Limit the time you spend in bed. If you don’t sleep within 20 to 30 minutes or if you wake up and can’t go back to sleep within that period, get out of bed and do something relaxing until you’re sleepy again. Regardless of how well (or poorly), you have slept, get out of bed at the usual time each morning to keep your circadian cycle in sync.
- Negotiate naps, if necessary
If your goal is to sleep more at night, taking a nap is a bad idea. Your total need for daily sleep remains constant, so naps take away your nighttime sleep. But if your goal is to be more alert during the day, a break integrated into your daily schedule may be just what you need. If you have insomnia and feel anxious about getting enough sleep, a short and scheduled nap can help you sleep better at night, relieving that anxiety.
If possible, take a nap shortly after lunch. People who sleep later in the afternoon tend to fall asleep more deeply, which causes more disruption at night. An ideal nap lasts no more than 30 to 40 minutes, and even a 15 to 20-minute nap has significant alert benefits.
Shorten or eliminate naps that produce persistent stunning.
- Keep a dream diary
A sleep diary can help you discover clues about what is disturbing your sleep. For example, you may realize that certain habits (such as what you eat or drink or when you exercise) are affecting your rest.
Curve the caffeine
Caffeine, found in coffee, tea, soda, and other beverages (see Table 3, above), keeps you awake by blocking adenosine, a brain chemical that helps you fall asleep. For some people, a single cup of coffee in the morning means a sleepless night. Caffeine can also interrupt sleep by increasing the need to get up to urinate at night.
Reduce alcohol (Nix nightcaps)
Alcohol depresses the nervous system, so excessive consumption of alcoholic beverages makes some people fall asleep faster. But sleep is not necessarily useful in those conditions. Alcohol suppresses the REM sleep, and the hypnotic effects disappear after a few hours. Drinkers have frequent awakenings and sometimes frightening dreams. Drinking is responsible for up to 10% of cases of chronic insomnia. Also, because alcohol relaxes the throat muscles and interferes with brain control mechanisms, it can make snoring and other nighttime breathing problems worse, sometimes dangerously.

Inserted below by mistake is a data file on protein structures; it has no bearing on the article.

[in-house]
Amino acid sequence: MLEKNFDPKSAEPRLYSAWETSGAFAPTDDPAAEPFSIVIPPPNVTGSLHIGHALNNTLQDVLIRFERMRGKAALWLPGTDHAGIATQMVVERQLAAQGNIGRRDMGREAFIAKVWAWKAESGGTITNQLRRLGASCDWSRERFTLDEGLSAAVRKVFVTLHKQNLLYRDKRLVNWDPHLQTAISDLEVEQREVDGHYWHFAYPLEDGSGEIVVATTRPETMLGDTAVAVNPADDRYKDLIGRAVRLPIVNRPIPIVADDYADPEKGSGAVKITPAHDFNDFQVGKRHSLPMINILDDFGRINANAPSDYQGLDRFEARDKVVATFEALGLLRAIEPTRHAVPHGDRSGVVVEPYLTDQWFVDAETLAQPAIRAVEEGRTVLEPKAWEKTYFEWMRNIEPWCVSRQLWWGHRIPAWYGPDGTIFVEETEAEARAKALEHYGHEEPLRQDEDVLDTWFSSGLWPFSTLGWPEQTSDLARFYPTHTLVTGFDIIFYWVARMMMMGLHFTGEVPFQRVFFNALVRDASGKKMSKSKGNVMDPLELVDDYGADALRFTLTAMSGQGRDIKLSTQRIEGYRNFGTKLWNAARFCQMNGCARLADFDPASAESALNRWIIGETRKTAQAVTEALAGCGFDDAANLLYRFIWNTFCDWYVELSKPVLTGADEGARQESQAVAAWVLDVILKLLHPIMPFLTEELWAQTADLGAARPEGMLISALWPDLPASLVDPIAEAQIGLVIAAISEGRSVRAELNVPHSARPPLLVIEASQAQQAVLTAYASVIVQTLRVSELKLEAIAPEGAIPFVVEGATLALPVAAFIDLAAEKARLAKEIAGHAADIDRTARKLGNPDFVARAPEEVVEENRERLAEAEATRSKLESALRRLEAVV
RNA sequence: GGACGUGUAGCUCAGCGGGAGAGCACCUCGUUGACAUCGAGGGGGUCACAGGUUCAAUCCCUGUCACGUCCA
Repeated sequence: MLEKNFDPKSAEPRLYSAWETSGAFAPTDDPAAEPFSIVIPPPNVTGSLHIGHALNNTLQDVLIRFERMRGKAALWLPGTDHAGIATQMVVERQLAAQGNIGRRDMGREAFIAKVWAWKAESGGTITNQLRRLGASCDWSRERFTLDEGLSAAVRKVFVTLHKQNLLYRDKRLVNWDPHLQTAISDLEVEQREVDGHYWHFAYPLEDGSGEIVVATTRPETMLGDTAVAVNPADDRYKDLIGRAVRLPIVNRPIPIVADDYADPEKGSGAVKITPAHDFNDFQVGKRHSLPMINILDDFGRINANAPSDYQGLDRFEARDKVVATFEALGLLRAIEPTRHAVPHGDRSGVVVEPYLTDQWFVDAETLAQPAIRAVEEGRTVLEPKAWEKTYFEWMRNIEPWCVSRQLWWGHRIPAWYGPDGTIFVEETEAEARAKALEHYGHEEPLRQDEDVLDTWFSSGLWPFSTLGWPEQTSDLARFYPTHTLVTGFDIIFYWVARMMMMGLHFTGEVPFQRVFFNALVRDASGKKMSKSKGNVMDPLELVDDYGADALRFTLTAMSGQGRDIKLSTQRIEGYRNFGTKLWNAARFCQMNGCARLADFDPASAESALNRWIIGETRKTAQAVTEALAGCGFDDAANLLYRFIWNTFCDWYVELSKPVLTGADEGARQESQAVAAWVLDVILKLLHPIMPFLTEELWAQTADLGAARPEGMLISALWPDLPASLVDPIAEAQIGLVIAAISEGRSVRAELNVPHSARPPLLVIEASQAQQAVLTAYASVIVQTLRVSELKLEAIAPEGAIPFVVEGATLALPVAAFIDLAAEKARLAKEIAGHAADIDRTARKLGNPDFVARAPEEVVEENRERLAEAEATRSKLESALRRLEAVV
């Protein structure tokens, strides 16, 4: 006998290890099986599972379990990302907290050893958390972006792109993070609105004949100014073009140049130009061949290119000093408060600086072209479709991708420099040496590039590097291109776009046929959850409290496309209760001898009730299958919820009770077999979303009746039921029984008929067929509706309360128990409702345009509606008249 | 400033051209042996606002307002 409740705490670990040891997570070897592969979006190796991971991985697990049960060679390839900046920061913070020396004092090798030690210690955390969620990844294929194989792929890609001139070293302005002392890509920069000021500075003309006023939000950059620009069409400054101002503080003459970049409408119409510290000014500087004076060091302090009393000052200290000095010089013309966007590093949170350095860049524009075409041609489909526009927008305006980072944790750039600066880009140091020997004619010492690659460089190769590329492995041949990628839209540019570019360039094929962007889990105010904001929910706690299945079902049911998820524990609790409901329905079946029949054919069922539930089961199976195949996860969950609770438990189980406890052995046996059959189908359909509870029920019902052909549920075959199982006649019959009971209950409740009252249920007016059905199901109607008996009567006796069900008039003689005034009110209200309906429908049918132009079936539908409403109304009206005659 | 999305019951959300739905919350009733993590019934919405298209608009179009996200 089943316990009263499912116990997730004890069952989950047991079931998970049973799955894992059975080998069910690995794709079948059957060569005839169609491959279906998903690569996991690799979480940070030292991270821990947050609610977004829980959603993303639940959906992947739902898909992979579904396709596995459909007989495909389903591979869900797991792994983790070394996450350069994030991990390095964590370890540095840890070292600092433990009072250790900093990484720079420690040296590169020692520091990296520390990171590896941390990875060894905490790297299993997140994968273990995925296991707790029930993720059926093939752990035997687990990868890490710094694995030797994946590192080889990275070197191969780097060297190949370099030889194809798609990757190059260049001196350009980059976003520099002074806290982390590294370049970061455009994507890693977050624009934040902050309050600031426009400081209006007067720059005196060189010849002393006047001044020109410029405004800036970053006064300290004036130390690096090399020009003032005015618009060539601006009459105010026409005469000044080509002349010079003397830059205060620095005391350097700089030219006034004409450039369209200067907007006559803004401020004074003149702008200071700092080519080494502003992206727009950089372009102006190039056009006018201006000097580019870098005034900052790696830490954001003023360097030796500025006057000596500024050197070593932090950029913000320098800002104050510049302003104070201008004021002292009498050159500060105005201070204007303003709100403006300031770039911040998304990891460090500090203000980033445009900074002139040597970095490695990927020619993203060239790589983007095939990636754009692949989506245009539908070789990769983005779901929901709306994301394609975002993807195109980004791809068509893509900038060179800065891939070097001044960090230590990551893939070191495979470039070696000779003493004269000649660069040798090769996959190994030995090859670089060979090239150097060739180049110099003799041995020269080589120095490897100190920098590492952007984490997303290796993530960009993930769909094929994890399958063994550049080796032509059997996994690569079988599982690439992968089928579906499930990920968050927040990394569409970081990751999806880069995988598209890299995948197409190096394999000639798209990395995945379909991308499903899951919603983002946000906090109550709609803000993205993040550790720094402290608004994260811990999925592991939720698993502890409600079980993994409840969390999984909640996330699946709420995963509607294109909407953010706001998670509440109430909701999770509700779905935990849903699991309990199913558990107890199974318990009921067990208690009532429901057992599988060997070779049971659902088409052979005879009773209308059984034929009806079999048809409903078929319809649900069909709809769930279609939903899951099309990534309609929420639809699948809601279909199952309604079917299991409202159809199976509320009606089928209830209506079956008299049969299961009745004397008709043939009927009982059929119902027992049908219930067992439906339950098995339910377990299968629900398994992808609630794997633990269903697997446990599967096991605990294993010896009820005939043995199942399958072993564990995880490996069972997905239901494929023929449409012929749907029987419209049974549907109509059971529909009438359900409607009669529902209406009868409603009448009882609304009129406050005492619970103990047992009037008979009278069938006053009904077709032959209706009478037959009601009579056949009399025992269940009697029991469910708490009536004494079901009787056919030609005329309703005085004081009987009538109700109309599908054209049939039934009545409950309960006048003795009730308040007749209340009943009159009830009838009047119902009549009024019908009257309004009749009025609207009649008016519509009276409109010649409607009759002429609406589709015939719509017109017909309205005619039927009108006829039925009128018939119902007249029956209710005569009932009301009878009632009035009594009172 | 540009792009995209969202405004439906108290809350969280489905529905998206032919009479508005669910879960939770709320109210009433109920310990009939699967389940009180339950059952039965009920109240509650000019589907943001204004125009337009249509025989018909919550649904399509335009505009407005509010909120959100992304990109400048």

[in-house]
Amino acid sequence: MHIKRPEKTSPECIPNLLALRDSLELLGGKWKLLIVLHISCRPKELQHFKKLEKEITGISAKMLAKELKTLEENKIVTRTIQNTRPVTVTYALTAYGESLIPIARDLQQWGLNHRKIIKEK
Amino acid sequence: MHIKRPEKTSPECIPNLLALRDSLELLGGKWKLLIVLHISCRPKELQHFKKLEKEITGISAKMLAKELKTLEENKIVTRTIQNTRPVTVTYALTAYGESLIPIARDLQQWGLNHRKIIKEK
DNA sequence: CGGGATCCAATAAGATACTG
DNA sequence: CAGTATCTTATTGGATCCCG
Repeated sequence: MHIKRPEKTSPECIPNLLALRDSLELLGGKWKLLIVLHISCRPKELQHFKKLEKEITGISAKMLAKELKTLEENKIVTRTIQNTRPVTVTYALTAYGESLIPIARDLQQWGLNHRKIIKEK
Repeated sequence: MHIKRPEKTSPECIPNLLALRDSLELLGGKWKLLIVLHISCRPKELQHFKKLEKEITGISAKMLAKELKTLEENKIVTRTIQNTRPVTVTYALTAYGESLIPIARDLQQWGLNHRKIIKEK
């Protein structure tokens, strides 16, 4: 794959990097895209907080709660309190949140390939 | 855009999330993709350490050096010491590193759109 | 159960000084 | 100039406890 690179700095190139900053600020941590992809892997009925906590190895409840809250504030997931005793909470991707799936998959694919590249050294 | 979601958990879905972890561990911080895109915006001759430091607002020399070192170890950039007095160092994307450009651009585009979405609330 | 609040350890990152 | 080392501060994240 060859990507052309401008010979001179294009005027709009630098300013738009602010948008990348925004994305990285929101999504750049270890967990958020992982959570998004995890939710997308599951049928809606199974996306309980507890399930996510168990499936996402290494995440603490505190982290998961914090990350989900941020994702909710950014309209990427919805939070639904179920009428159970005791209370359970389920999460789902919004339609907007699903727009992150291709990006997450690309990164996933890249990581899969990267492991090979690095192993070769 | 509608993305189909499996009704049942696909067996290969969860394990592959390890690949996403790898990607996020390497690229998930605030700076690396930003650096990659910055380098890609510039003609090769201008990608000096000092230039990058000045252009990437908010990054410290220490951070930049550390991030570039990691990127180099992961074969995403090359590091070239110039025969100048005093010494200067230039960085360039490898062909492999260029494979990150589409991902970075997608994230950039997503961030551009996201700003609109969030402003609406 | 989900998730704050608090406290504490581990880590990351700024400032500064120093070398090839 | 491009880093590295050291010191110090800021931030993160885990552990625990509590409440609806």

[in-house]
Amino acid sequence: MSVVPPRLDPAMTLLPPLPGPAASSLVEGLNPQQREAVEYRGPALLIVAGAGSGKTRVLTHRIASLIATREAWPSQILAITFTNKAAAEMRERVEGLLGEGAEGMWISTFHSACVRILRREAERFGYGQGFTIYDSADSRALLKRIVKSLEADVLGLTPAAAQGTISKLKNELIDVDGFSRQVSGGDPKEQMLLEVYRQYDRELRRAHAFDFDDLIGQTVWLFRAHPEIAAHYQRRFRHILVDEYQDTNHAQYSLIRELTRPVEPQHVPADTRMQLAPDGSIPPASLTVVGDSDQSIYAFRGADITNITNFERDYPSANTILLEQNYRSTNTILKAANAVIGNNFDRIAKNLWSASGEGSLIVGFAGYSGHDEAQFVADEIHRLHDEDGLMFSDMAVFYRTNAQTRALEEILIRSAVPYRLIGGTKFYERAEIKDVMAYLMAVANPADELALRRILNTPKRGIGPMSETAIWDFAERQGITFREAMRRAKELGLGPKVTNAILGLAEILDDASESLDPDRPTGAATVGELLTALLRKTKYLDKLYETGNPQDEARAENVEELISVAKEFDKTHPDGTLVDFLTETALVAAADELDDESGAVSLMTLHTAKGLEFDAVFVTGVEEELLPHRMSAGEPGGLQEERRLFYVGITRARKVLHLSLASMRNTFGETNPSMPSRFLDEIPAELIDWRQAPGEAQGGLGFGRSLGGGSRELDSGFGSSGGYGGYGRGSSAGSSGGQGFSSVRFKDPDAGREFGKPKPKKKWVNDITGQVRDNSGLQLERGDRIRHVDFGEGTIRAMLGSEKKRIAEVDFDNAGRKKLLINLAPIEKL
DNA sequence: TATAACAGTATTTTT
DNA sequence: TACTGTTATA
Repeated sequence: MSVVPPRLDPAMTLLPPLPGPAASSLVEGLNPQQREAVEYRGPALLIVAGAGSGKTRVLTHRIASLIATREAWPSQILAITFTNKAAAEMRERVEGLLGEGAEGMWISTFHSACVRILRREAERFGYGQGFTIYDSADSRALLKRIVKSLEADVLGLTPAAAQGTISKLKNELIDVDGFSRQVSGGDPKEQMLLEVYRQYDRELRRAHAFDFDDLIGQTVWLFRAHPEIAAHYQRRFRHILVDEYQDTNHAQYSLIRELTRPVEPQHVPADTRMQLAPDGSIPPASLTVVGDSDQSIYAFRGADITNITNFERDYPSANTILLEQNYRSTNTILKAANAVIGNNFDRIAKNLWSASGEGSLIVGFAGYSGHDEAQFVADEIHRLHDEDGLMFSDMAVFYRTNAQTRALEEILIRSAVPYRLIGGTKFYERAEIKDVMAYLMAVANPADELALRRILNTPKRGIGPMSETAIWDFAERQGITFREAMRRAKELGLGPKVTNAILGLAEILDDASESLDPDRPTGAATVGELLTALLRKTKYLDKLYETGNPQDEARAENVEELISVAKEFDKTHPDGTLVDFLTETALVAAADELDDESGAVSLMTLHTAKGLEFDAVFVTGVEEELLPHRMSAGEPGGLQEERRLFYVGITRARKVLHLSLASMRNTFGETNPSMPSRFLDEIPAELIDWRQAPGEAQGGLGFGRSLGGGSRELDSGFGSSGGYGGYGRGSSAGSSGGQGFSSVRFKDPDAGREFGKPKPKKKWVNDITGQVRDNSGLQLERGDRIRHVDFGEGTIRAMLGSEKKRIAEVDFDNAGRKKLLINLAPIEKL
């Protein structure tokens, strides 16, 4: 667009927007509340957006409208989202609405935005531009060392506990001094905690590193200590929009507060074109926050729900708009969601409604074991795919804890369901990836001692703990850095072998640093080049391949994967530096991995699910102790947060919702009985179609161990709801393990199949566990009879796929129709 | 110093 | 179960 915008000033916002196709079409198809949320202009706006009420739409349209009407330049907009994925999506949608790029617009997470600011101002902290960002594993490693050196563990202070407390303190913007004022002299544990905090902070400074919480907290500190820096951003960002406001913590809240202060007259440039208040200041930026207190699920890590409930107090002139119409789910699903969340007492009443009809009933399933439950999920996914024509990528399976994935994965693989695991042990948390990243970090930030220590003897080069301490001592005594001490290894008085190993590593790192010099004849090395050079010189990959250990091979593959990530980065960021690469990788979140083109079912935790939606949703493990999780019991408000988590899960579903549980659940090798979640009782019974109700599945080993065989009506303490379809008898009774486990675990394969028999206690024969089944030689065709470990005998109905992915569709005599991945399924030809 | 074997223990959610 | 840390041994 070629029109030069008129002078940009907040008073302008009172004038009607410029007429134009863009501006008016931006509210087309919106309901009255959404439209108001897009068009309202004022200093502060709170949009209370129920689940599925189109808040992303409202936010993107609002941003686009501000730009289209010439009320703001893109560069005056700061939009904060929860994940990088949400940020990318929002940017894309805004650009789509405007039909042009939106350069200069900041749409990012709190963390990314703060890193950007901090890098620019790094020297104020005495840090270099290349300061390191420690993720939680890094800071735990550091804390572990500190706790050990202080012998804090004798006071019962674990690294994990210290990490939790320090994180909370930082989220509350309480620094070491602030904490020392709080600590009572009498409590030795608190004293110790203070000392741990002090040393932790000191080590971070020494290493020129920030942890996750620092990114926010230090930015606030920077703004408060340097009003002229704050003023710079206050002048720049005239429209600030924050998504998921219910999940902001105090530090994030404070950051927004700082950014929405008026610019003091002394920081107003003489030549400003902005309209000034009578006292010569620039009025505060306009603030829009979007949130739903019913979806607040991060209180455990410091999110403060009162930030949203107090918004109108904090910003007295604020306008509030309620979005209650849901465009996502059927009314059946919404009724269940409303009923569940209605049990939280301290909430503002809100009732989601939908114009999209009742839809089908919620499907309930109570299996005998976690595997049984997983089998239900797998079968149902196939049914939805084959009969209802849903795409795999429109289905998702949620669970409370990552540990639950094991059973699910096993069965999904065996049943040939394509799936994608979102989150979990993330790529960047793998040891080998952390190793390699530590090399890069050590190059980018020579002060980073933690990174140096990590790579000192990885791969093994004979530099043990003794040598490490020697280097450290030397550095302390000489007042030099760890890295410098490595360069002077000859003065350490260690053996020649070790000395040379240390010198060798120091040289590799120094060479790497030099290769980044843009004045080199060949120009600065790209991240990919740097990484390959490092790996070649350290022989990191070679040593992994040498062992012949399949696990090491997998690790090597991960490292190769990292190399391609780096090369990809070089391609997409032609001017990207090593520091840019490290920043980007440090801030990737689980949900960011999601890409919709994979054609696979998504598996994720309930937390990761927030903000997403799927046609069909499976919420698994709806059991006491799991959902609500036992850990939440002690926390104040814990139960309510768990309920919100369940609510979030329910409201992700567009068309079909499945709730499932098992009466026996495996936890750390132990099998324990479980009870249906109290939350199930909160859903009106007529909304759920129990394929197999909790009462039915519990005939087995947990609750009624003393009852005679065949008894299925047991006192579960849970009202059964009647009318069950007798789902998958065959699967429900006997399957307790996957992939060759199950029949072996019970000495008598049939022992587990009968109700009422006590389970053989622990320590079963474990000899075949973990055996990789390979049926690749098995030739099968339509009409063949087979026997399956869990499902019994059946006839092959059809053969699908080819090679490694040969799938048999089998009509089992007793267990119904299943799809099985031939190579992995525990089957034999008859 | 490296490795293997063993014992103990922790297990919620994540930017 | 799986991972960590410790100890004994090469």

Energize with exercise (but not at night)
Walking, jogging, swimming, or any activity that allows you to have a faster heartbeat provides three significant sleeping benefits:
- you fall asleep faster,
- you spend more time sleeping soundly
- and you wake up less frequently during the night.
Exercise seems to be of particular benefit for the elderly.
See when and what you eat and drink
A complaining stomach can distract you enough to keep you awake, so if you’re hungry just before bedtime, eat a small healthy snack, such as an apple with a slice of cheese or some whole wheat crackers to satisfy you until breakfast.
But a belly that is too full maybe even more disturbing. Avoid eating a large meal within two to three hours before bedtime. And stay away from foods that contribute to acid reflux (heartburn), since lying down can cause or worsen the problem. Common culprits include coffee, chocolate, alcohol, mint, and fatty foods.
If you are prone to acid reflux, elevate the upper part of your body with a wedge under the mattress or blocks placed under the legs of the bed. Check with Dr. Gala Coach for supplements that suppress stomach acid secretion can also help.
Finally, if you sleep on your right side, try sleeping on your left hand, as several studies suggest that sleeping on your right side aggravates heartburn.